I struggle mightily with this idea and all it implies for how to move forward, not to wait for the pain to pass because it never will. So then what? No, Steve didn't leave me a road map for my life after him. He died suddenly; we didn't even have a chance to talk about what happens, although he used to say sometimes that we should make a pact to "go together." He knew how bad being the one left behind would be.

    I have, however, coming up on 4 years of being a widow, recently realized a couple of things that I think Steve would be glad about: One is that I have a relationship with his children from his first marriage that is now my own, not mediated by simply being their father's second wife. All three of them - plus spouses and grandchild - came into town to visit me over the July 4th weekend, and when they left, I experienced a pain in parting that I imagine Steve felt after such visits - and that I did not share at the time. The kids matter to me in a way they never did before he died, and I know he'd be glad we all get along and continue to be part of each others' lives in some way.

    Second is my love of music. Steve was an amateur singer and an excellent musician who expanded my musical horizons a hundred-fold. We went to concerts, vocal recitals, the opera... and I enjoyed them. But now that he's gone, I find that music is major source of joy for me, a much greater joy now that I'm "(re)discovering" it on my own. Steve would be glad to know this, too.

    I'm struggling to find the words to say why I think all this is significant. Perhaps it's because these discoveries took time to develop; they didn't arise from heeding those perfunctory sorts of things people say upon a death, like your spouse wanting this or that for you. I had to wade through grief to discover these elements of joy and satisfaction.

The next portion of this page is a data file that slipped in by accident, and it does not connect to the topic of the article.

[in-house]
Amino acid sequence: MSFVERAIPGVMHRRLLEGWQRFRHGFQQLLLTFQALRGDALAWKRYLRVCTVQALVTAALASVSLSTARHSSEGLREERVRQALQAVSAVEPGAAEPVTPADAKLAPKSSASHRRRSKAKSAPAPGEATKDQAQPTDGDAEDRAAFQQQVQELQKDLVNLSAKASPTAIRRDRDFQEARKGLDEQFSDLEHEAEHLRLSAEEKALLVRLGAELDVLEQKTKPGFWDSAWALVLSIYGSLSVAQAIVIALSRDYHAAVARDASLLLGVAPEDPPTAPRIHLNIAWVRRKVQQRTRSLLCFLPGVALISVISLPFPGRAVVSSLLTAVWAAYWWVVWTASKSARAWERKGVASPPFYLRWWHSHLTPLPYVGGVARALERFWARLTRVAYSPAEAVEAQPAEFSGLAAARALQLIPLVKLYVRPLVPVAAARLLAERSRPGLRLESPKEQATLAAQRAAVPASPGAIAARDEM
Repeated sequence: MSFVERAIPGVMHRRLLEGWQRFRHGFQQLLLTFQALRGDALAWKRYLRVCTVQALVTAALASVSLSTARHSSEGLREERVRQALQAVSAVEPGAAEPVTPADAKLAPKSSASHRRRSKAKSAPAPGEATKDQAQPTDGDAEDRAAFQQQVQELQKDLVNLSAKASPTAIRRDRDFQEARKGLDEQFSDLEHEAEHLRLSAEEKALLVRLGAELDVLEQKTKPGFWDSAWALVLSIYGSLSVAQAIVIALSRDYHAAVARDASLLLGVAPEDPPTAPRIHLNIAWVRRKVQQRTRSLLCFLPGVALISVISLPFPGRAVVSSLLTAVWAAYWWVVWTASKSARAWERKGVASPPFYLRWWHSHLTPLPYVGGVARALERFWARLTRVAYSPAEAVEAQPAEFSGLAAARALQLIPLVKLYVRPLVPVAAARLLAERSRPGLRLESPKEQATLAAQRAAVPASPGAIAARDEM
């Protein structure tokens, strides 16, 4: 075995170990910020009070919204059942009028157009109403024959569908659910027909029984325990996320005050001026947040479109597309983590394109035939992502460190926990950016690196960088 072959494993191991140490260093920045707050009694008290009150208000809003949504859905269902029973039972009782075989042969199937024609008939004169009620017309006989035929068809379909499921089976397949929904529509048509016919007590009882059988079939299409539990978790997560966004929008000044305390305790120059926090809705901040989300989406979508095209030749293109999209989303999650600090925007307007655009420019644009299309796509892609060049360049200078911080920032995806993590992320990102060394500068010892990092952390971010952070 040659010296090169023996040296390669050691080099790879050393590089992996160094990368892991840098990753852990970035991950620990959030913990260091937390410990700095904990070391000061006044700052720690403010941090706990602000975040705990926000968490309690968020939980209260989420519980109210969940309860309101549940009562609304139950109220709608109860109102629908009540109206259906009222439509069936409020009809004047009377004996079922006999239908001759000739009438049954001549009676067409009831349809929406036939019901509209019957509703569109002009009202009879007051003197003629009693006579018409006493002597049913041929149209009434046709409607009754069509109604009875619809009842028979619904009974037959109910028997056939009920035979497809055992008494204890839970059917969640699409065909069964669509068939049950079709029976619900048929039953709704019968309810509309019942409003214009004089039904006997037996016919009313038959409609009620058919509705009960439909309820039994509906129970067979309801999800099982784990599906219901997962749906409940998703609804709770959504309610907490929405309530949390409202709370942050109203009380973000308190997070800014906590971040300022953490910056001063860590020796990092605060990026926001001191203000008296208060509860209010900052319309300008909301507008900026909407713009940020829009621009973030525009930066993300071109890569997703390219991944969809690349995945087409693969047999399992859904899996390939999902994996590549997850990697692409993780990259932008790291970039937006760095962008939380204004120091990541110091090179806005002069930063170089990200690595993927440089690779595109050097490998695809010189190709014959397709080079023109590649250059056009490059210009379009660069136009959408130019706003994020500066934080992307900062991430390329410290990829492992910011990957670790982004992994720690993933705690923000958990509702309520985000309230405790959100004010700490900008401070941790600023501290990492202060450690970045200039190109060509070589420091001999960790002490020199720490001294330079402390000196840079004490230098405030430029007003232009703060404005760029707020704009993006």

If I'm lucky, there will be more such discoveries. They don't end the pain - nothing does - but they're a good part of this new life I've been forced to craft for myself.

    1. Allison your words so resonate with me, even at this point, over three years since I lost my soul-mate. I too agree that happiness is not something I can identify with. I struggled so often with how to respond when someone asked 'how are you. I have moved to a place where i can see and feel some peace, which i am thankful for after years of feeling like an elephant was sitting on my chest or that I was just being knocked down daily by wave after wave. I also agree with the writer above that there have been some positive experiences. I am blessed to be with a warm and loving grief support group. We have walked many miles together and still spend time with each other. Blessings to you as you continue this journey. Wishing you lots of hugs and new experiences.
      love you

  5. The thing that has always bugged me the most about "He would want you to be happy" is: *That doesn't take away the reason I am sad*. It didn't even when he [my Ron] was alive. Yes, it's true; he'd want me to be happy. He HATED to see me cry...even when they were happy tears. So—the person saying that would not be telling me something I don't already know. It's just sadness MUST be processed. That's it. Otherwise it'll fester beneath the surface and probably "blow up" someday, undoubtedly making things way worse than they'd have been if I'd allowed myself to experience it all along.

    I think it comes from our society's obsession with suppressing, hiding, or if possible eliminating emotions it sees as negative. I grew up having to suppress A LOT, so I can say from experience: it is sooo damaging.

    But what an enlightend soul: "I don't know the language of grief. I haven't been where you are. I want to support you but I don't know what to say. Tell me. Teach me the language of grief." The fact that this person is willing to recognize and say out loud that they don't 'get it'...means in my mind that they already 'get it' so much more than most. I'm so glad you and that person had the chance to meet and have that powerful conversation.

  6. THis is so amazing and 100% how I feel. I shared it on my Facebook page. LOVE THIS POST. Thanks Allison.

  7. All I can say is ditto. It caught my breath just how spot on this was. I too am not thankful to be alive. I wish every night that I wouldn't wake up in the morning, that instead I'd be with him picking mangoes from a tree in the Brazilian rainforest somewhere. Most people do not understand that and may call it selfish or ungrateful. But I know those of you who follow this blog get it.

    Thanks for being so open and pure with your emotions.